(snapshot dated July-August, 1971)

The Nortons spent several years at Yerba Buena working at many duties. The following entry by Mrs. Norton appeared in the July/August, l97l issue of the Newsletter:

For one week during June, canning pineapple was "the thing" here at Yerba Buena. Getting the truck-load of fruit into our bodega (storehouse) was made almost a game. The pineapple was picked up one by one and tossed to the next person in line. He, in turn, passed it on till the last person placed it on the pile.

As the pineapples, nearly 3,000 altogether, ripened, the tops were broken off and the fruit washed in large tubs. Next, the pineapples were carefully peeled and cut up into bite-size pieces. You might have thought we were having surgery with one quick look at our girls wearing old surgery gloves to protect their hands from the acid in the fruit. It was, in fact, a major operation!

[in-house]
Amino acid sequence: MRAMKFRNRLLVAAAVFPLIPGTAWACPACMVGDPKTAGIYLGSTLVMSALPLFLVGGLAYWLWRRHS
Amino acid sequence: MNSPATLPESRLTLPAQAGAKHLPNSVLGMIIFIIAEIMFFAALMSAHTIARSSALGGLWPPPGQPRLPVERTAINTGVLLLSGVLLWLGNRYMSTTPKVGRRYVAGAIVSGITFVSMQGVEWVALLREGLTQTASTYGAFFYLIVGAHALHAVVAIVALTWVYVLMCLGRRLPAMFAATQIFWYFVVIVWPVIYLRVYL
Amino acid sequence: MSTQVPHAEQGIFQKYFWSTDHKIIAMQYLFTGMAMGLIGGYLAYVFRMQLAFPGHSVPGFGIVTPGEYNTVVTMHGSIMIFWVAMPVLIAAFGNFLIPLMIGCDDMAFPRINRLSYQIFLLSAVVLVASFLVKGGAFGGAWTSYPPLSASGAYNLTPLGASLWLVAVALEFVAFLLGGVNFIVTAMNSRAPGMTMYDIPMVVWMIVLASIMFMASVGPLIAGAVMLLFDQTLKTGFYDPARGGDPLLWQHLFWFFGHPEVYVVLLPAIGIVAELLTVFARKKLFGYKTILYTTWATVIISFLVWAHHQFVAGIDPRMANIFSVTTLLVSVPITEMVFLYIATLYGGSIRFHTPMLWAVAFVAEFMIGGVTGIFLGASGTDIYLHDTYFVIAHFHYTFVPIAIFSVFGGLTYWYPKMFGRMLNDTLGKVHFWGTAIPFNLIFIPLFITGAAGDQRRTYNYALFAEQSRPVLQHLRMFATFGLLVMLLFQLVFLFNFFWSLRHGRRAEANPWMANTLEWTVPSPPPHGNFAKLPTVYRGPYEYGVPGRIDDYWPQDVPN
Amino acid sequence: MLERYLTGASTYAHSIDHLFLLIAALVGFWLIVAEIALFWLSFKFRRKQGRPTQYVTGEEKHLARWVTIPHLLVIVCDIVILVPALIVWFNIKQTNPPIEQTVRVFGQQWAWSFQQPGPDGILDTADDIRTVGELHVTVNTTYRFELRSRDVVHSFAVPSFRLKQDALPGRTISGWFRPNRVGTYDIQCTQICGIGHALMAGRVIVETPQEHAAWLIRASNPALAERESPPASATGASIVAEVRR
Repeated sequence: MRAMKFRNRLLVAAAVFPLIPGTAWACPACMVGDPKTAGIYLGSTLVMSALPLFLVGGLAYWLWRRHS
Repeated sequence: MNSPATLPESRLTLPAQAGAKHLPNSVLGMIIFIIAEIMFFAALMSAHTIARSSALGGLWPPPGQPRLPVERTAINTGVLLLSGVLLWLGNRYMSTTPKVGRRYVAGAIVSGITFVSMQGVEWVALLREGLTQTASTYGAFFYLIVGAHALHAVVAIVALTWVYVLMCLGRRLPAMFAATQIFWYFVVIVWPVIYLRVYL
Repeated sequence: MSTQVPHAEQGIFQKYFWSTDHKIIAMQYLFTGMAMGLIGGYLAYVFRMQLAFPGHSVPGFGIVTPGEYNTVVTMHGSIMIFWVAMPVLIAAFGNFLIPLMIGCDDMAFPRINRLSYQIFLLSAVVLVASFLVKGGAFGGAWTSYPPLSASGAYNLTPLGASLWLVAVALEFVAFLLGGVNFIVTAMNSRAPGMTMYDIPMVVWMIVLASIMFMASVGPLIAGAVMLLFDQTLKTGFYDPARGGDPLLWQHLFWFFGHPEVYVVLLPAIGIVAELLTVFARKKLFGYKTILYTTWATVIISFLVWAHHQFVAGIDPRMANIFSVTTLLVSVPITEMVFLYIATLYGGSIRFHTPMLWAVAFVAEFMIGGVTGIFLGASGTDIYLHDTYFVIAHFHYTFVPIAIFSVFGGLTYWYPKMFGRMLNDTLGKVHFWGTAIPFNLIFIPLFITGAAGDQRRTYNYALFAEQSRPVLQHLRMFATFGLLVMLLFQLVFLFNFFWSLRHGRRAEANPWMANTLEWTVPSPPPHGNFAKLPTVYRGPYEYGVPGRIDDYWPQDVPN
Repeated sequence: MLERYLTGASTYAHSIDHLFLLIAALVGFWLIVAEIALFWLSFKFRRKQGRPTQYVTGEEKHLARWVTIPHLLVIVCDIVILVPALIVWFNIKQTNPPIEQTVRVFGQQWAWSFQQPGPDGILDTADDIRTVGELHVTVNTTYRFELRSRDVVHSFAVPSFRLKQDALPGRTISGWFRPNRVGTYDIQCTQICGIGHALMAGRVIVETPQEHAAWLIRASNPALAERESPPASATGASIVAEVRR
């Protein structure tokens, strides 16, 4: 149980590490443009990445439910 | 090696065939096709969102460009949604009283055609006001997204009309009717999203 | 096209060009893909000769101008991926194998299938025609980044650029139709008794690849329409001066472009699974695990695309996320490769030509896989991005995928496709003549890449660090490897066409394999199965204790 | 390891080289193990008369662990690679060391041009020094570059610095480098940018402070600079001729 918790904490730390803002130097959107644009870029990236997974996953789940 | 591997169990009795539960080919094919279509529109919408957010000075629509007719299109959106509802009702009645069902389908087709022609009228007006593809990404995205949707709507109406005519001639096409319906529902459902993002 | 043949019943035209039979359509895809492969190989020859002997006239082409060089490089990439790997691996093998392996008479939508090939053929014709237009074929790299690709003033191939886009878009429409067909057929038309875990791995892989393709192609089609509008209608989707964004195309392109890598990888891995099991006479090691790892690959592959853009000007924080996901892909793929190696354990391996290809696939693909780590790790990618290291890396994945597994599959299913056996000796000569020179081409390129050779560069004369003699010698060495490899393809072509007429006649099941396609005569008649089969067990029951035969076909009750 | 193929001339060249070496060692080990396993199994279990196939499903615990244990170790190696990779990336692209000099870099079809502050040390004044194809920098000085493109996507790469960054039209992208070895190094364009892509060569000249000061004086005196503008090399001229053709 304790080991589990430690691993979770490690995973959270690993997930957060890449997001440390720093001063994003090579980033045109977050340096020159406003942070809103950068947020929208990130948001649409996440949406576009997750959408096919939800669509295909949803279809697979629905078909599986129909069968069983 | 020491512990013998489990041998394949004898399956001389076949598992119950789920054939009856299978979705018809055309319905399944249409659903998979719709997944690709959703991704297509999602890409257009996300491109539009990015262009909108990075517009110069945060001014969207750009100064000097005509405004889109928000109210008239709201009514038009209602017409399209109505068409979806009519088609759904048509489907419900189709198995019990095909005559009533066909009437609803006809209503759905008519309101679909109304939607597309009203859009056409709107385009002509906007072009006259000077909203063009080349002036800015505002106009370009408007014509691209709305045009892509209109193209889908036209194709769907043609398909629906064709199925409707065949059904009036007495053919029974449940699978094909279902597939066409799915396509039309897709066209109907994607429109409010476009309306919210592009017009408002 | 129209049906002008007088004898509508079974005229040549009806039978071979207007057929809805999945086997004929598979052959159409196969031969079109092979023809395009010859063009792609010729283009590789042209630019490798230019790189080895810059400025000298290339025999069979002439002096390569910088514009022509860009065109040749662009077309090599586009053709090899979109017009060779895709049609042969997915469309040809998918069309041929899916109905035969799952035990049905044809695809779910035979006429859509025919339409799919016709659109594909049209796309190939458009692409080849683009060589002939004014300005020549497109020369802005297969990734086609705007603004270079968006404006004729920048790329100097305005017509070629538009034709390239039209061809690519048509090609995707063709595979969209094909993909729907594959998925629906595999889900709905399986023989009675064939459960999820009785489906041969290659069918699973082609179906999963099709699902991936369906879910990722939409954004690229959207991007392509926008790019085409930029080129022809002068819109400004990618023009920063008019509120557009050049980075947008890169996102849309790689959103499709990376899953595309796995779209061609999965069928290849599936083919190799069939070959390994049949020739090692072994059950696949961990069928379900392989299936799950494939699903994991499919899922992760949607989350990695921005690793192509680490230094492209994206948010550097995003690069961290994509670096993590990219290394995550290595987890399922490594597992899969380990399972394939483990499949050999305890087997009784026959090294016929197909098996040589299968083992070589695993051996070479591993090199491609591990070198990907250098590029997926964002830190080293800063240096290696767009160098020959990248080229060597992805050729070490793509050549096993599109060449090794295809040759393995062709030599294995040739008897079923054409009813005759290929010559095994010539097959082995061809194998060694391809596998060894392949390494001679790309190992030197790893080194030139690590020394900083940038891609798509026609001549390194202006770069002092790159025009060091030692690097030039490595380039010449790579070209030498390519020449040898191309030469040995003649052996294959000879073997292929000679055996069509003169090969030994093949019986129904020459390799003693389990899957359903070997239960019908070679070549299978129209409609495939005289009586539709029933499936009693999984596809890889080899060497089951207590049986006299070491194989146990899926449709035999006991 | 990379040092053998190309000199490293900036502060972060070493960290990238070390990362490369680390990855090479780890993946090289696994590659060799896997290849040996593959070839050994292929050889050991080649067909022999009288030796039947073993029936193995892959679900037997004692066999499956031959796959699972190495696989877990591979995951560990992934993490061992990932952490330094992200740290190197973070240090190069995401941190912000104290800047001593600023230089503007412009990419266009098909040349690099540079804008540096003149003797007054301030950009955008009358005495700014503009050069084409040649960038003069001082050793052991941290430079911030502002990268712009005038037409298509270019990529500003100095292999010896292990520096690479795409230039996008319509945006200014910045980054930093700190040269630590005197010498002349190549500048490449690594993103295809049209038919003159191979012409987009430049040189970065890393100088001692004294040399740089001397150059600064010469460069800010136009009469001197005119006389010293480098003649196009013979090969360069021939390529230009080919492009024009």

Why is that wooden stick being poked down in the jars, you ask? This is to give enough juice to cover the fruit in the jars. No sugar or water is needed for this fruit in its ripe, natural state.

When the jars of fruit are ready for processing, they are placed in the two 50-gallon metal drums, cut in two vertically, which serve as kettles. These drums, each holding 24 2-qt. jars, lay on their sides over a temporary brick fire-box with three walls. Fire is kindled under the drums and the processing starts. It takes considerable wood, smoke in the eyes, and time, to get the water hot and boiling in these large kettles. And then more wood and red-eyes to keep the water boiling. This method is a bit trying but much more economical than using our gas stoves.

Several of the days and nights seemed to blend together as the fruit was canned as it ripened. We are thankful to our industrious students who worked many hours over-time to complete the job. Perhaps next year our proposed cold room will be in service so we can enjoy more fresh pineapple. We hope!....

Yours for more fruit for the Master

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